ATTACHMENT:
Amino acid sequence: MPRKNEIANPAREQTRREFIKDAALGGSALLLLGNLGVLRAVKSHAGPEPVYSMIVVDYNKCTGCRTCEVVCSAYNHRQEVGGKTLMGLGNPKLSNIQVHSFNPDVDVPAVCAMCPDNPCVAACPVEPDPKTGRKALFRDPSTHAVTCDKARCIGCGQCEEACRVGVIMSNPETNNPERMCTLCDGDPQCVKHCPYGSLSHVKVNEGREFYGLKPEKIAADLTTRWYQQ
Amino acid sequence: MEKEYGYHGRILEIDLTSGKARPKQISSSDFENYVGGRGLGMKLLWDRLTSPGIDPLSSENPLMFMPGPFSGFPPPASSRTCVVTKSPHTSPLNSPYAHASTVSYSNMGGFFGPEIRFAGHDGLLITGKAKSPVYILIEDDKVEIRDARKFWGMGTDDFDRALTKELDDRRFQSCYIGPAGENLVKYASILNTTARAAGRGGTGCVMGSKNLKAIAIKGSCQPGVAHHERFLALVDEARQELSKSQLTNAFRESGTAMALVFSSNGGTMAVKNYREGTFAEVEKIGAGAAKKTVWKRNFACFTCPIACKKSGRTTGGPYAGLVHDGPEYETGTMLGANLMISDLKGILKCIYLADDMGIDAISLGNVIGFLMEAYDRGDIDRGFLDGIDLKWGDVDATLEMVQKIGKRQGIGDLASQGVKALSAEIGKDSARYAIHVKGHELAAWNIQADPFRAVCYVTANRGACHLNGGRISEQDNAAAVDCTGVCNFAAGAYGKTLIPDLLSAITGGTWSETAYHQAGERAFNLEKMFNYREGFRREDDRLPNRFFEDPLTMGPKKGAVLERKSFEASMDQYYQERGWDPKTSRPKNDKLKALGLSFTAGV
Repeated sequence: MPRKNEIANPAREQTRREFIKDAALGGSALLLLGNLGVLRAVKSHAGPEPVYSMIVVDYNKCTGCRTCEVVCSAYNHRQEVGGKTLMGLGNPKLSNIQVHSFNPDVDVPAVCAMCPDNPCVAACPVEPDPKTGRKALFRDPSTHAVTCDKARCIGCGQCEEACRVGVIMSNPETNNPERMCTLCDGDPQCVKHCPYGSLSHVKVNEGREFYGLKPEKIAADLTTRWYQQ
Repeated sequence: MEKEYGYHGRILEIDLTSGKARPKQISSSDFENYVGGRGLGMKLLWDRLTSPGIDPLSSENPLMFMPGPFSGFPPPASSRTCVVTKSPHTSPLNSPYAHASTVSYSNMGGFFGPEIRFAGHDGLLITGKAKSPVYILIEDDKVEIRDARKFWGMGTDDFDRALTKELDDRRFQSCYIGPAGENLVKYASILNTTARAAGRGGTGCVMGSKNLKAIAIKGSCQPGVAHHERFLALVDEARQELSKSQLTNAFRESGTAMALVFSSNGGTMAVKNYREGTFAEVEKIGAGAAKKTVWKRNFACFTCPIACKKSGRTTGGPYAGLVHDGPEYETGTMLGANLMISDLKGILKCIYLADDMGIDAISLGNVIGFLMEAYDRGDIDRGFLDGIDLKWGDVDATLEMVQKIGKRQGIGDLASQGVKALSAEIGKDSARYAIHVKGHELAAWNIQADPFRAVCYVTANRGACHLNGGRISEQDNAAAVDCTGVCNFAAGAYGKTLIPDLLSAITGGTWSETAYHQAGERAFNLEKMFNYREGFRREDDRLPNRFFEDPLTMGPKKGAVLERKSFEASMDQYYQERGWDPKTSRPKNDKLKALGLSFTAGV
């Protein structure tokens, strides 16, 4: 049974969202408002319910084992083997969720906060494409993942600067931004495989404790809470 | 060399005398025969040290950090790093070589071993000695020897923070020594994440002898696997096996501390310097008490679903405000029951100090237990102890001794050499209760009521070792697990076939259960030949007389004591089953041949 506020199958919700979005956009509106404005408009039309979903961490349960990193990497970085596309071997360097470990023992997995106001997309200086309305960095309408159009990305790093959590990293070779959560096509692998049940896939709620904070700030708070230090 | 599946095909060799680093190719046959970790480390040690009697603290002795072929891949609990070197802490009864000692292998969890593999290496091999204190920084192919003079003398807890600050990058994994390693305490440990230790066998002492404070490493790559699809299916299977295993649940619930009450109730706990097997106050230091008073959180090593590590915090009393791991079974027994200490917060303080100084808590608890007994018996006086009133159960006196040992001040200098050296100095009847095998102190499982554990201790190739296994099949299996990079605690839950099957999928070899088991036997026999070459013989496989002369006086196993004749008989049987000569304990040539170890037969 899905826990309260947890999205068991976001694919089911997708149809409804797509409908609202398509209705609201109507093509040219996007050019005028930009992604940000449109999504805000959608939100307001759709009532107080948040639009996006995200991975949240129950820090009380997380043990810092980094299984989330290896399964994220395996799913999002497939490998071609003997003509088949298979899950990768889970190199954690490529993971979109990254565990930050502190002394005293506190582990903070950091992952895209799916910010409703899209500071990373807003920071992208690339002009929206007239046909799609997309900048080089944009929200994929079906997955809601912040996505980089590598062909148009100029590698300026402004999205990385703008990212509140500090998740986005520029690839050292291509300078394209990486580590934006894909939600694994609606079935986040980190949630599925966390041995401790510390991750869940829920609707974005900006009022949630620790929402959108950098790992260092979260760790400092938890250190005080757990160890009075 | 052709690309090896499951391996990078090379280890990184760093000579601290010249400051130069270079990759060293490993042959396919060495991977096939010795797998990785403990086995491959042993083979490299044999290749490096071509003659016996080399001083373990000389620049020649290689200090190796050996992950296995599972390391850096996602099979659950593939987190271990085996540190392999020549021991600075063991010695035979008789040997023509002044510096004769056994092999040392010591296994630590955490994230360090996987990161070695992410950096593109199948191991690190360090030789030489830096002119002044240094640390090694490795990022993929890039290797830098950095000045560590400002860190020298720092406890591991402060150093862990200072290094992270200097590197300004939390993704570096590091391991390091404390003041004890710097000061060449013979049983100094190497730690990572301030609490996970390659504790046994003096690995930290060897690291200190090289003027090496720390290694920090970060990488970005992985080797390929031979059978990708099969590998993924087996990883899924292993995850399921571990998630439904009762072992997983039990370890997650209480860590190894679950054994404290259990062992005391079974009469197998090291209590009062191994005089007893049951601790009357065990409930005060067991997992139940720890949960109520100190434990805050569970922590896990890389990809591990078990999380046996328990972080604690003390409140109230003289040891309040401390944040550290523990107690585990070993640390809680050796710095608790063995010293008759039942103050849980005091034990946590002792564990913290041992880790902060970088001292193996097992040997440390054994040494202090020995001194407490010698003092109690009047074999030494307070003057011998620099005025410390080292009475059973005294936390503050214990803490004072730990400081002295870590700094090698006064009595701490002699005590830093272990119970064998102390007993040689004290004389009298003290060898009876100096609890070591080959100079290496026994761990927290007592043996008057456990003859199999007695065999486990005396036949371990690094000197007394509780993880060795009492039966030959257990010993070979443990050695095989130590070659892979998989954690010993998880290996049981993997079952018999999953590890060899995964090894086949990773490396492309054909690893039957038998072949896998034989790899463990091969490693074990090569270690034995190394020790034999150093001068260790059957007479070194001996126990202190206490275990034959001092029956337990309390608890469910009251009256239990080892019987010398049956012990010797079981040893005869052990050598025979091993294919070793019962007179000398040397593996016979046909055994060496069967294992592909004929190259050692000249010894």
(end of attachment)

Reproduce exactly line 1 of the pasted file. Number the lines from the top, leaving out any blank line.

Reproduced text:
Amino acid sequence: MPRKNEIANPAREQTRREFIKDAALGGSALLLLGNLGVLRAVKSHAGPEPVYSMIVVDYNKCTGCRTCEVVCSAYNHRQEVGGKTLMGLGNPKLSNIQVHSFNPDVDVPAVCAMCPDNPCVAACPVEPDPKTGRKALFRDPSTHAVTCDKARCIGCGQCEEACRVGVIMSNPETNNPERMCTLCDGDPQCVKHCPYGSLSHVKVNEGREFYGLKPEKIAADLTTRWYQQ